Once upon a long time ago, a lone oak tree stood in a large pasture. Towering over the grass and weeds the tree grew strong, producing vast quantities of acorns. A colony of squirrels feasted on the acorns, making the tree their home. They lacked for nothing and in return began to tend to the tree. With patience and care, these squirrels farmed their tree, steadily increasing its yield. Every year, they produced more acorns than they could use, and began to wonder what to do with the surplus.
In the distance, the pasture gave way to a thick oak forest. One so thick that the trees struggled to find adequate water and food. The starved trees produced few acorns. Squirrels living in the woods foraged far and wide, yet seldom collected sufficient nuts to last the winter. They would look across the pasture and marvel at the magnificent tree. One day the forest squirrels sent an emissary to the pasture.
“Perhaps they could share their acorns?” he pleaded.
“We must help our cousins,” one smart pasture squirrel declared. “After all, we have more than we can use.”
The brave squirrel formed a company which transported the surplus across the field and sold it to the forest squirrels. A shrewd businessman, he quickly became wealthy. The demand for acorns grew, so more companies formed, producing more prosperous squirrels. Life was good in the pasture oak, and it seemed the more surplus acorns they sold, the more acorns the tree produced.
Eventually, their colony split into two social groups; the farmers who continued to tend the tree, and the traders, who bravely transported acorns across the pasture. The farmers, taking pride in their work, continued to improve acorn yield, and lived quietly in modest tree nests. The traders, however, looked down on the farmers and their way of life.
“We can’t live in humble nests,” the traders declared. “We must build grand homes, homes in keeping with our wealth.”
Using their newfound riches, the traders hired farmer squirrels to be carpenters. These workmen built elegant homes for the traders. Tantalized by the homes they were building, the carpenter squirrels soon wanted beautiful homes of their own. So they demanded higher wages.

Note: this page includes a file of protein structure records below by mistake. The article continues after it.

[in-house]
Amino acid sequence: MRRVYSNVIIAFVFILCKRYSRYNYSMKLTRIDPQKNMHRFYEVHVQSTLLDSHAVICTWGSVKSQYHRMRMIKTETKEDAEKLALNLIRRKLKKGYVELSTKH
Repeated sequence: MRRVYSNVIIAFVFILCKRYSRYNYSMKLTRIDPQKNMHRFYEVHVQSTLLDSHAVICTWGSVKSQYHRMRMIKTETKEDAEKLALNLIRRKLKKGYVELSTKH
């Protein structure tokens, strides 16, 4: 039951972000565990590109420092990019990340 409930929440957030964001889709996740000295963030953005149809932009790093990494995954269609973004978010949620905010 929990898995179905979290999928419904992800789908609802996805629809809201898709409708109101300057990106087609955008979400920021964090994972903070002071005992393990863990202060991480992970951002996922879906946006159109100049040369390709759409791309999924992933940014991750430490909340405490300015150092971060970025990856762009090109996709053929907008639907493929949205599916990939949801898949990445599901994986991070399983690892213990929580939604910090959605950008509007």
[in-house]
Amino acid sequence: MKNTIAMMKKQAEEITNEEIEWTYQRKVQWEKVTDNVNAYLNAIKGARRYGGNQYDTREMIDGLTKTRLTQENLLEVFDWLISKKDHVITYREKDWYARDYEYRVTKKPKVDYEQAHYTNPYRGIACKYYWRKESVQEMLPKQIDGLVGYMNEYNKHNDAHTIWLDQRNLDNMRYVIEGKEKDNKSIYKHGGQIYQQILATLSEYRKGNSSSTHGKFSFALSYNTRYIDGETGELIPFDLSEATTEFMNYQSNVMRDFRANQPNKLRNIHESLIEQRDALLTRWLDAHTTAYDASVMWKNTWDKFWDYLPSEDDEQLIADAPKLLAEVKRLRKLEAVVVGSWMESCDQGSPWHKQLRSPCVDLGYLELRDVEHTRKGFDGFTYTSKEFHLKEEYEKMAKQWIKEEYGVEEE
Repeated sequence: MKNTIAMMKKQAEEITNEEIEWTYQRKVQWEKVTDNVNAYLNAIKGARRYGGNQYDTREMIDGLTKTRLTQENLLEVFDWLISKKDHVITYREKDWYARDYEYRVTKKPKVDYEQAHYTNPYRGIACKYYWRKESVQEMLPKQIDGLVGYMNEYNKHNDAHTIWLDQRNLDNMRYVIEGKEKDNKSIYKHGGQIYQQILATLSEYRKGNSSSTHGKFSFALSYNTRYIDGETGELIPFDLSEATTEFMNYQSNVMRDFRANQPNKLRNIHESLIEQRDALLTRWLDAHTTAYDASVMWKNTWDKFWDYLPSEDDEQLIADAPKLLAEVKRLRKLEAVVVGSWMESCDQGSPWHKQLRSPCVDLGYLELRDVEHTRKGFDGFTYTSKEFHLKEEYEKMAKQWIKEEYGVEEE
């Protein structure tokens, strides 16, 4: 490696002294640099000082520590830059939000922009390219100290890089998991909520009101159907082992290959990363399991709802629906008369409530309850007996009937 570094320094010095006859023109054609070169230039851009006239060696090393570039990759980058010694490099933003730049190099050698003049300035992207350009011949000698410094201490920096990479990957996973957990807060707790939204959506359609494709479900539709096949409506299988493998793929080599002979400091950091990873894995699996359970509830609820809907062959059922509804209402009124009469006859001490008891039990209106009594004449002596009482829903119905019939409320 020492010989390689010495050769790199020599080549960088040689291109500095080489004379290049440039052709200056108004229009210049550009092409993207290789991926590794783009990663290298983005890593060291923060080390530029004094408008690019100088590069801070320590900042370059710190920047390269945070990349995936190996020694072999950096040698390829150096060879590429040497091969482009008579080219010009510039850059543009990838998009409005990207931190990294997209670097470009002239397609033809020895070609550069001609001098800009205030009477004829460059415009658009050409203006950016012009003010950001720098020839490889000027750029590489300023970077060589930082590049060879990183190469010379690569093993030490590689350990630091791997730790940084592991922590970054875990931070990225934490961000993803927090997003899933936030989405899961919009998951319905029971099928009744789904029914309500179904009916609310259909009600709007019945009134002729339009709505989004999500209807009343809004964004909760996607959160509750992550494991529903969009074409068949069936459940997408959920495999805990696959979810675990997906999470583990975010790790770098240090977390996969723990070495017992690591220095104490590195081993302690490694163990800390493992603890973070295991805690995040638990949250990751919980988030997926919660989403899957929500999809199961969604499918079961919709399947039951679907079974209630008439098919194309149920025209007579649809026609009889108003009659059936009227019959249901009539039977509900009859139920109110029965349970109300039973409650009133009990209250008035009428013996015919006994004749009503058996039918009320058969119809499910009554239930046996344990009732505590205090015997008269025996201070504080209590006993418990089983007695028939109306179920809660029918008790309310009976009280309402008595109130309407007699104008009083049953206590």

“Give us more money; we will build no more homes until you do,” they cried.
The greedy trader squirrels resisted, and work slowed to a stop. Then one day a sly squirrel had a thought.
“We’ll just raise our acorn prices,” he said. “That way we can continue to build our grand homes.”
Work resumed, and majestic homes rose high into the tree. More farmers were hired, to meet the demand for new homes. The remaining farmer squirrels struggled to tend to the tree, to no avail. Acorn production plummeted, and surpluses evaporated.
“How can we maintain our lifestyle with no surplus to sell?” the traders demanded.
“We can hire forest squirrels to tend to our tree,” declared an influential trader. “We will bring them across the pasture in our empty acorn carts.” Then he whispered, “Besides, they are so poor that we can hire them for an acorn a day.”
His plan worked, and acorn production skyrocketed. Unfortunately, the forest squirrels needed to eat, severely cutting into the nut surplus.
“We can go into the woods and take some of their trees,” said one tricky trader. “With our methods, we will increase production, and again have a surplus.”
The traders sent expeditions into the forest to identify the best trees. Then they drove the forest squirrels out of their homes and compelled them to tend the trees. In no time at all, acorn production increased, surpluses grew, as did the ranks of wealthy trader squirrels.
In the pasture oak, the dwindling farmer squirrels worked harder each day, yet received less pay. Soon their children refused to be farmers, opting instead to be carpenters and traders.
However, the traders continued to make money and build greater homes. For them, life in the Oak continued to be good.
Then one day, they noticed that their oak tree no longer produced acorns.
“What’s going on with our tree?” they demanded.
One old farmer slowly made his way to the front of the group.
“I am the only farmer squirrel left in our tree.” he declared. “The others have become carpenters and traders. Sadly, I can no longer tend the tree, as I am old and sick.
A murmur ran through the crowd, “Who will feed us?” they lamented.
“Not to fear, we have our forest trees,” piped a crafty trader. “We will merely import our nuts.” A great cheer rose from the crowd. “Yes, we need no farmers!”
The traders discovered that transporting acorns from the woods to the pasture was even more profitable. Indeed their life was good and greater homes towered into the sky.
The old farmer squirrel rested on his deathbed, his children and grandchildren gathered ’round. With sad eyes, he told the story of the Grand Oak Tree. When finished he stretched his arm toward the sky to grasp a branch of his old friend. The dry branch snapped, falling to his chest. The farmer wiped a tear from his eye, shaking his head sadly.
“Our tree is dying from lack of care,” he said. “In time, our friends the forest squirrels will realize that they have the only acorns.” Grasping his son’s hand he sighed.
“What do you think will happen then?”
David L Dahl
Hello, I’m David Dahl. When I’m not Bugga (grandpa), I do some woodworking and write children’s books. My latest is Olivia’s Story: Protector of the Realm.
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